Westpac share price charges higher on earnings beat and improving costs outlook

Westpac shares are having a great start to the week…

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Key points

  • Westpac shares are charging higher today following the release of the bank's half-year results
  • Westpac has delivered a profit ahead of consensus estimates
  • It also reduced costs by 10% and reiterated its ambitious FY 2024 cost reduction targets

The Westpac Banking Corp (ASX: WBC) share price has started the week in a positive fashion.

In morning trade, the banking giant’s shares are up 3% to $24.57.

Why is the Westpac share price charging higher?

The Westpac share price is charging higher on Monday after investors responded positively to the bank’s half-year results.

For the six months ended 31 March, Westpac reported an 8% year on year decline in revenue to $10,230 million and a 12% reduction in cash earnings to $3,095 million. This allowed the bank to pay a 61 cents per share interim dividend.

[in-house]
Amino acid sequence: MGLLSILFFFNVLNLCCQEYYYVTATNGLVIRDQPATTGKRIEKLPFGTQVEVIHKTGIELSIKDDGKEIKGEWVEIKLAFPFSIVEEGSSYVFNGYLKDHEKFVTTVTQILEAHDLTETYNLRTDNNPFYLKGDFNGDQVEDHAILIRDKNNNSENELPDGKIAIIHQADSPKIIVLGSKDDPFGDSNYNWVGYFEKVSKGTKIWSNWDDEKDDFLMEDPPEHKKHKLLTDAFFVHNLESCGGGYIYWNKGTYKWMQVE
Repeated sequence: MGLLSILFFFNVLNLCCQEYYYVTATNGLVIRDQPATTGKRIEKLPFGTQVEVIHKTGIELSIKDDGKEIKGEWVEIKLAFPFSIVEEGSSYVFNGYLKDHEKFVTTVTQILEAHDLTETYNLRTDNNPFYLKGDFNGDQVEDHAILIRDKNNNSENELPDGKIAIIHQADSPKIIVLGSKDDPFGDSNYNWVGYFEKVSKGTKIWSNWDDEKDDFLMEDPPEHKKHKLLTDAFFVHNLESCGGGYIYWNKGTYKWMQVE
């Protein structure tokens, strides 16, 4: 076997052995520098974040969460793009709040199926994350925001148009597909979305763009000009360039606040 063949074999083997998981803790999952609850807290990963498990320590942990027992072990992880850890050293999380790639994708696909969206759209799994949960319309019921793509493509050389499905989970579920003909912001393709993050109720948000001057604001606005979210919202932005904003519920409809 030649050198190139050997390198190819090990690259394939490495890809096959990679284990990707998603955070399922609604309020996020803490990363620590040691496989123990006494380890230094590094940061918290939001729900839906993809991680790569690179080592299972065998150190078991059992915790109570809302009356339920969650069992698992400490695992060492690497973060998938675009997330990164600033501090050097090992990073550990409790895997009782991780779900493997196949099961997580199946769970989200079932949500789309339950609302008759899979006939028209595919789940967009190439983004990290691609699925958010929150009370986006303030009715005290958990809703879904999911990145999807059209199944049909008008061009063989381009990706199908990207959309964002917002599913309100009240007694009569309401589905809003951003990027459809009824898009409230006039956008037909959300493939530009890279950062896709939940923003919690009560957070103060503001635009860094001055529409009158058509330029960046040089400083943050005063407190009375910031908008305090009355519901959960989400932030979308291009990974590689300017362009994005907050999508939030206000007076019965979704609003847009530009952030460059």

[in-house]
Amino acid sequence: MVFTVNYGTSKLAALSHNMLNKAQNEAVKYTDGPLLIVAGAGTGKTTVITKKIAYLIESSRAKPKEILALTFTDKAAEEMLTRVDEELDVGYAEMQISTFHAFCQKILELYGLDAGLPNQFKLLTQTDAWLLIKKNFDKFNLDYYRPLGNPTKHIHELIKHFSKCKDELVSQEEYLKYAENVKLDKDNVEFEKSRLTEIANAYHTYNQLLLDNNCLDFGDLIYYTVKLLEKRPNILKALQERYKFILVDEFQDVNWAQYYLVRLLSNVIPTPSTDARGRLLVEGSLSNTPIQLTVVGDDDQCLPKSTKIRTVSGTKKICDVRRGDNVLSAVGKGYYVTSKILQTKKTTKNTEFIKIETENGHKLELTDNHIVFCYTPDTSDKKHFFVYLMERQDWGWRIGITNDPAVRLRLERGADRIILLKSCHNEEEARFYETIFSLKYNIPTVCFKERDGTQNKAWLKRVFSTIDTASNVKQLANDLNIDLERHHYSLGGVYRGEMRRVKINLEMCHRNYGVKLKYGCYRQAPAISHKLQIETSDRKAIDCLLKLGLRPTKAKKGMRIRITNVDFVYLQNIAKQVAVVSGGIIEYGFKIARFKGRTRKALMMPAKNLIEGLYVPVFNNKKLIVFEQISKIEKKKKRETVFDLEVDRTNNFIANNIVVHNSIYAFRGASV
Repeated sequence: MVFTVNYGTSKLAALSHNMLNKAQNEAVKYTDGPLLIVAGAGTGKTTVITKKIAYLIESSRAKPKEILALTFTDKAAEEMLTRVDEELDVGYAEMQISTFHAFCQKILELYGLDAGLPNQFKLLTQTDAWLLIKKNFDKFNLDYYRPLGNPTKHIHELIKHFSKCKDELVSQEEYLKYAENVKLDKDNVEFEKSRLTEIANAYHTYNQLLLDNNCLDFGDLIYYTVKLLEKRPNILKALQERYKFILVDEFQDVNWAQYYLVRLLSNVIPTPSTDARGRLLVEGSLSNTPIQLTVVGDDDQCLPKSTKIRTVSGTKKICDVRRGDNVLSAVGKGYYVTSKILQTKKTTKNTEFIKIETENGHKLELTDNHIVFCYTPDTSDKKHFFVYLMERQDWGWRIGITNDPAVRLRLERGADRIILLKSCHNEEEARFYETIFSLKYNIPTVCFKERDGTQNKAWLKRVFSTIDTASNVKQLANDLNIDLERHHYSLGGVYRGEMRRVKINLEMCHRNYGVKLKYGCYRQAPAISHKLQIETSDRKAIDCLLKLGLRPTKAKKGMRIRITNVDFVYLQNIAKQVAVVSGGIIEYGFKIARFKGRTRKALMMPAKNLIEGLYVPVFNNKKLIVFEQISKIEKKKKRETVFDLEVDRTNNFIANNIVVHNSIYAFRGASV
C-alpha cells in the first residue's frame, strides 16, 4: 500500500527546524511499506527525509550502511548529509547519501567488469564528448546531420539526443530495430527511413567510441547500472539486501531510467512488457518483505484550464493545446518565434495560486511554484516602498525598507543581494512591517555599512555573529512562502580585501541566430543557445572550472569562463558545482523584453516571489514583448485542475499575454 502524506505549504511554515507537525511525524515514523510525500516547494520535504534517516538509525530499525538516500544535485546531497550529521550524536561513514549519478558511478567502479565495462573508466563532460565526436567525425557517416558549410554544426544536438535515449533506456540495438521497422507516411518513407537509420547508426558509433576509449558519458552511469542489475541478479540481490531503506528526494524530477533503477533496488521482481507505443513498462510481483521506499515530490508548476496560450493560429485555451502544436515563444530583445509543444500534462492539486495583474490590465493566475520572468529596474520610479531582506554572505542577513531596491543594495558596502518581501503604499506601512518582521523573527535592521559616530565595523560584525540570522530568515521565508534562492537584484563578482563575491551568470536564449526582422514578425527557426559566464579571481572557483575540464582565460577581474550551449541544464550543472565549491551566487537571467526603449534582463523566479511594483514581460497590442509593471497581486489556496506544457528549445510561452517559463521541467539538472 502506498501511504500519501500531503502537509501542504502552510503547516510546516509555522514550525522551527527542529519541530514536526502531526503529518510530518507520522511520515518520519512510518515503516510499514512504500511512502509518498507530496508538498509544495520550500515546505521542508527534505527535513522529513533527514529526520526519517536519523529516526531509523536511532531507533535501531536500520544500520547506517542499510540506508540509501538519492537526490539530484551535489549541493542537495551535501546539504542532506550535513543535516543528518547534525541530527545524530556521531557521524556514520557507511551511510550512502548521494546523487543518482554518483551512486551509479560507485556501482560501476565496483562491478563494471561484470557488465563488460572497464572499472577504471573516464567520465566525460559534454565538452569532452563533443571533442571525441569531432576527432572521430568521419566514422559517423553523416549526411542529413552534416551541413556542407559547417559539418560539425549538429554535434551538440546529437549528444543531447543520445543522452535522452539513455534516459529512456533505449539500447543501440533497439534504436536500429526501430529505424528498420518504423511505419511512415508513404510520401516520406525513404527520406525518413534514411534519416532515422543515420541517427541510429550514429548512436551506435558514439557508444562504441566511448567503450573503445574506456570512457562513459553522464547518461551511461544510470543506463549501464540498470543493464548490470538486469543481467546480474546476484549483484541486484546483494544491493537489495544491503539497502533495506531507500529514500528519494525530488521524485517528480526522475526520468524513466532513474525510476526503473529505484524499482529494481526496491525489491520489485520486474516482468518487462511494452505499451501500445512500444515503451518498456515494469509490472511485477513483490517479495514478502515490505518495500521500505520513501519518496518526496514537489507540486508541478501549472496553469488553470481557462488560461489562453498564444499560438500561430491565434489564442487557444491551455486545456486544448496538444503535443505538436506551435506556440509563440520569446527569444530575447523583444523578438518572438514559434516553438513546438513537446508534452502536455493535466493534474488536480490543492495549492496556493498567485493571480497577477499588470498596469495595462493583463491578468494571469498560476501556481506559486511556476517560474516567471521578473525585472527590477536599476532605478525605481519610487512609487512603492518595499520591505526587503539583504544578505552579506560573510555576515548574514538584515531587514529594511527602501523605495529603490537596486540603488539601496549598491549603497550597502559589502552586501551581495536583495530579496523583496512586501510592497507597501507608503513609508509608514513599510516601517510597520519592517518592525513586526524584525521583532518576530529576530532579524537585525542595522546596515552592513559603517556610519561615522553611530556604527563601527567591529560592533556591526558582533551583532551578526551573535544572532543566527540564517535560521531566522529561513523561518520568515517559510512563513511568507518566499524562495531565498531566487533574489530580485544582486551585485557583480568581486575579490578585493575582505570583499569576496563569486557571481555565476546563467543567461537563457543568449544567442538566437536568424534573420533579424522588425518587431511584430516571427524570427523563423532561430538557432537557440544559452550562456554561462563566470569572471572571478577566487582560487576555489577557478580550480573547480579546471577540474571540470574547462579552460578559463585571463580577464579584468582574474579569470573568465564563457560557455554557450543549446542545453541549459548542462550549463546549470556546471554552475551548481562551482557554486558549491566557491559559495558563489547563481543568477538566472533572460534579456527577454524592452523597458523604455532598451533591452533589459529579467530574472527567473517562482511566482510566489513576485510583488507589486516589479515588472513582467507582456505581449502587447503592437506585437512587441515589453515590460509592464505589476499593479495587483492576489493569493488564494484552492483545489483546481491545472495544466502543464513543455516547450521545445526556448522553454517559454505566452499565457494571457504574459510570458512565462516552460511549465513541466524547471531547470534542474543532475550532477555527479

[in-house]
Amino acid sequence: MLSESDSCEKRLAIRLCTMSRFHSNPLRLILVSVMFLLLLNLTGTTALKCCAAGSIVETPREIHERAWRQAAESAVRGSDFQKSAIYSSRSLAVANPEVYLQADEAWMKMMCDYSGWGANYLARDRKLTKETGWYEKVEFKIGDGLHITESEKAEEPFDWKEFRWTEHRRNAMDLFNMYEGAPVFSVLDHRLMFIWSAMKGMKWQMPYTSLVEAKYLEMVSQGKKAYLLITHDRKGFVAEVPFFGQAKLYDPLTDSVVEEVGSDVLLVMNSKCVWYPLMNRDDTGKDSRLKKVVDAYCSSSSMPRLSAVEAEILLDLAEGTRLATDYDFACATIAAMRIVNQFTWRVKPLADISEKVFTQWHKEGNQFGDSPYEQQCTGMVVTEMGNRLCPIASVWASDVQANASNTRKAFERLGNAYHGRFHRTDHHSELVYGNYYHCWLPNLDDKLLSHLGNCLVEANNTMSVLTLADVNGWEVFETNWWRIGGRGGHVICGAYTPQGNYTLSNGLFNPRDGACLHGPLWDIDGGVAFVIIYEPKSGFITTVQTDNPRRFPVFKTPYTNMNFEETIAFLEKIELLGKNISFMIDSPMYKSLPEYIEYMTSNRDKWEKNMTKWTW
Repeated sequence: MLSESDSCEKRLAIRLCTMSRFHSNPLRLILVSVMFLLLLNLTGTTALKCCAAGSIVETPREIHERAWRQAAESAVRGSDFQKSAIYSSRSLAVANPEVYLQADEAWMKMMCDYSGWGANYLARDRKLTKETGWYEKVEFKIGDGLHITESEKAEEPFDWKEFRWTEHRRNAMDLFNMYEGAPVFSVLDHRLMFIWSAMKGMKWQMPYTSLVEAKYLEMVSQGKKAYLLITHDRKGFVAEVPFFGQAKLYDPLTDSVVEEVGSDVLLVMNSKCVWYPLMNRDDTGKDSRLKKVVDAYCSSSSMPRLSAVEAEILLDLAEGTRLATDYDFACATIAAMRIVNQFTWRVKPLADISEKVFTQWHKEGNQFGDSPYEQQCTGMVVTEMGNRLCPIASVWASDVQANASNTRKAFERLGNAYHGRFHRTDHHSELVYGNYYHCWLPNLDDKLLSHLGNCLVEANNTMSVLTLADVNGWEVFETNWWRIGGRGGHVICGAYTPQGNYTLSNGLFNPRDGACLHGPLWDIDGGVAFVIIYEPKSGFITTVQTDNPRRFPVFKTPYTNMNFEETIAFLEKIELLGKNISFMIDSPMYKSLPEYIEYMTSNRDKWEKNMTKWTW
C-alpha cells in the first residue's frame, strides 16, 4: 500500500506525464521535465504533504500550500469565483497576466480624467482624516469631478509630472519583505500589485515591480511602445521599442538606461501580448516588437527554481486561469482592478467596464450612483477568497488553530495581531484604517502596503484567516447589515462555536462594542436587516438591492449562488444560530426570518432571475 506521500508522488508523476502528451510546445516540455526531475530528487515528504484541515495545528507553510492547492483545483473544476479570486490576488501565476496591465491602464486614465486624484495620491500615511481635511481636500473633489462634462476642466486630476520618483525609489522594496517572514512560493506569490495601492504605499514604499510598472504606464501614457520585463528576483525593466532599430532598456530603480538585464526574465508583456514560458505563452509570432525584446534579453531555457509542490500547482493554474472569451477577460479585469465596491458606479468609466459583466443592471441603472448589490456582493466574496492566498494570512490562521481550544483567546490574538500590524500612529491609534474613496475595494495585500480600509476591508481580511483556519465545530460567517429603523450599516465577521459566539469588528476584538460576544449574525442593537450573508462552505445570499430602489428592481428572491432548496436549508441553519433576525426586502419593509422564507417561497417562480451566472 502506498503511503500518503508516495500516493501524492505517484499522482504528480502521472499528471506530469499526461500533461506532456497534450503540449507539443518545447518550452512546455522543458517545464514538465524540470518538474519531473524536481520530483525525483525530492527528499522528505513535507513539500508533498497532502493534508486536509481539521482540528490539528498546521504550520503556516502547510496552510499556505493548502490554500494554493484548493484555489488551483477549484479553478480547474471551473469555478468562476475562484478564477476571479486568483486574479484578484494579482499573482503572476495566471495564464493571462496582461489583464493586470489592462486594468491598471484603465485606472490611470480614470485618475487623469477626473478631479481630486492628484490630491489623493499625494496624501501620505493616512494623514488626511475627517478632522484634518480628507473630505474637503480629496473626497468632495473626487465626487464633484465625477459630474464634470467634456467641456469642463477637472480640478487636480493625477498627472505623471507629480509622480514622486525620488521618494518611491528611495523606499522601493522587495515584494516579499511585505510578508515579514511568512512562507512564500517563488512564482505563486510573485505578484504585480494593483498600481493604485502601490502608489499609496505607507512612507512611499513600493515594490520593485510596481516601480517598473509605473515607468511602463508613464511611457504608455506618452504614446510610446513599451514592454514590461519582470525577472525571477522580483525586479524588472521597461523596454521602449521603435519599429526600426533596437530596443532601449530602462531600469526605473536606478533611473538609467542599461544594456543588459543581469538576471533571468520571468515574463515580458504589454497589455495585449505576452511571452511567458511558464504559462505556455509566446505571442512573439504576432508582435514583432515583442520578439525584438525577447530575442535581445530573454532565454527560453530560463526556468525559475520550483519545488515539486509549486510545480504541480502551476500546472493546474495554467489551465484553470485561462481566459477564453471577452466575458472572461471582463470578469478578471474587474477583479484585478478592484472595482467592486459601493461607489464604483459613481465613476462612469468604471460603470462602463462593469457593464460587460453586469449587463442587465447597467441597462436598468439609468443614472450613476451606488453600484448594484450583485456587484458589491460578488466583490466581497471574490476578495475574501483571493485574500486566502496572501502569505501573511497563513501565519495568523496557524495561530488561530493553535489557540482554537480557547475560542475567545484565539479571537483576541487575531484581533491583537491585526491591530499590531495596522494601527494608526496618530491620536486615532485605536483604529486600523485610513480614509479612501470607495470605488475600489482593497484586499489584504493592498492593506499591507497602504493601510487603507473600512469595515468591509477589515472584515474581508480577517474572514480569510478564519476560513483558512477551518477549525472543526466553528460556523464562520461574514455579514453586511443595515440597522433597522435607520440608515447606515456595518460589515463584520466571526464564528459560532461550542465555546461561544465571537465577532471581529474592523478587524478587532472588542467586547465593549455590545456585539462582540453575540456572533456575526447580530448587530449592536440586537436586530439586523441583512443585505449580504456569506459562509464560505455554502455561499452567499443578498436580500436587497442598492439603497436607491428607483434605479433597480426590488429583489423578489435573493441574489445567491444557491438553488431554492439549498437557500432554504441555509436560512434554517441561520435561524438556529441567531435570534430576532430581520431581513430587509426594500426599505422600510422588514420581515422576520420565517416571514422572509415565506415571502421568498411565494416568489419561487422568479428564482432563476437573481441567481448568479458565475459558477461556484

While this was a touch lower than what Goldman Sachs was expecting, it was ahead of consensus estimates. The Visible Alpha consensus estimate was for first-half cash earnings of $2.8 billion, with an interim dividend of 59 cents per share.

Also supporting the Westpac share price was a stronger than expected net interest margin (NIM), which came in at 1.85%.

Goldman commented: “WBC’s 1H22 NIM was down 14 bp hoh to 1.85% (ex Markets at 1.70%) and was higher than our expectations (GSe, -17 bp to 1.82%).”

What else?

But perhaps the biggest driver of the Westpac share price today is the bank’s reiteration of its cost reduction plans.

With both Australia and New Zealand Banking Group Ltd (ASX: ANZ) and National Australia Bank Ltd (ASX: NAB) abandoning their cost reduction targets last week, many thought Westpac would be forced to follow suit. Particularly given how the market was already very sceptical over its plans.

However, this morning management reiterated its target of reducing its cost base down to $8 billion by FY 2024. This compares to operating costs of $13.3 billion in FY 2021. Though, those numbers include $2.3 billion of notable items.

Time will tell if Westpac gets there, but it certainly made great strides in doing so during this half. Management reported a 10% or $624 million reduction in operating expenses to $5,373 million.

Motley Fool contributor James Mickleboro has positions in Westpac Banking Corporation. The Motley Fool Australia's parent company Motley Fool Holdings Inc. has no position in any of the stocks mentioned. The Motley Fool Australia has recommended Westpac Banking Corporation. The Motley Fool has a disclosure policy. This article contains general investment advice only (under AFSL 400691). Authorised by Scott Phillips.

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